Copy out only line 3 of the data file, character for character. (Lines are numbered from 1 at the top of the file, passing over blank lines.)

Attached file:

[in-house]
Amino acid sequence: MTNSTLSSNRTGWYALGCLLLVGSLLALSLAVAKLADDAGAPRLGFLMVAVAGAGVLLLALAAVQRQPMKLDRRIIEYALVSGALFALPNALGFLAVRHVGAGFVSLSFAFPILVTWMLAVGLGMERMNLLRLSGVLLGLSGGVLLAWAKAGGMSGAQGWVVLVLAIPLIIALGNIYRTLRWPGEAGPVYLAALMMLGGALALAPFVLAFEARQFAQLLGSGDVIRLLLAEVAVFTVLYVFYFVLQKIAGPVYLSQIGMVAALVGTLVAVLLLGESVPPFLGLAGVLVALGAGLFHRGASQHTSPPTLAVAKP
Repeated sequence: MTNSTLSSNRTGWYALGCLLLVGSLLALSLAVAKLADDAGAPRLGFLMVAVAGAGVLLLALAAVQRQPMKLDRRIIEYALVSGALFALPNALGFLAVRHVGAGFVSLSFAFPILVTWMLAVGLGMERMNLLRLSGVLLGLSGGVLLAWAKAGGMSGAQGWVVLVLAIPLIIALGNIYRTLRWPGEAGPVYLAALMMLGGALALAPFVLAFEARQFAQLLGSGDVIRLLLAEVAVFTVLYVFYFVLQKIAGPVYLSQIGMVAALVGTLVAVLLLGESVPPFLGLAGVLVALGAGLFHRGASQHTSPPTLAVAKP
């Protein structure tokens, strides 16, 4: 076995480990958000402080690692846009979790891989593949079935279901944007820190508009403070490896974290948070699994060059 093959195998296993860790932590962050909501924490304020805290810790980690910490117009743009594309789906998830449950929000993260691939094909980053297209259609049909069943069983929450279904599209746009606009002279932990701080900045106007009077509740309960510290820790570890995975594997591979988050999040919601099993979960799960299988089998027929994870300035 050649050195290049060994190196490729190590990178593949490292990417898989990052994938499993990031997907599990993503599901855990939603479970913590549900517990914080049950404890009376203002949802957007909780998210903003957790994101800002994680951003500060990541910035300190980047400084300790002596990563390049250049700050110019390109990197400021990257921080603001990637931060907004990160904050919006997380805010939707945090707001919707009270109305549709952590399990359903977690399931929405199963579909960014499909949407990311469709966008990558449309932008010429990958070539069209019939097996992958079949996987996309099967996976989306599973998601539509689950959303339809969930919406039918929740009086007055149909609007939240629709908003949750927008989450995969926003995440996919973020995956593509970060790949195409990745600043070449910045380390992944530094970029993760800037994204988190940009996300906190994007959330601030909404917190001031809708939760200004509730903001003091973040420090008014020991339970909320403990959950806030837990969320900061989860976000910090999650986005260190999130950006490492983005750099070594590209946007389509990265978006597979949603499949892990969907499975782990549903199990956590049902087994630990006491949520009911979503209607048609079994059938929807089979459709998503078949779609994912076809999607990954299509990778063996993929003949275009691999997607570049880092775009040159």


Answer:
Repeated sequence: MTNSTLSSNRTGWYALGCLLLVGSLLALSLAVAKLADDAGAPRLGFLMVAVAGAGVLLLALAAVQRQPMKLDRRIIEYALVSGALFALPNALGFLAVRHVGAGFVSLSFAFPILVTWMLAVGLGMERMNLLRLSGVLLGLSGGVLLAWAKAGGMSGAQGWVVLVLAIPLIIALGNIYRTLRWPGEAGPVYLAALMMLGGALALAPFVLAFEARQFAQLLGSGDVIRLLLAEVAVFTVLYVFYFVLQKIAGPVYLSQIGMVAALVGTLVAVLLLGESVPPFLGLAGVLVALGAGLFHRGASQHTSPPTLAVAKP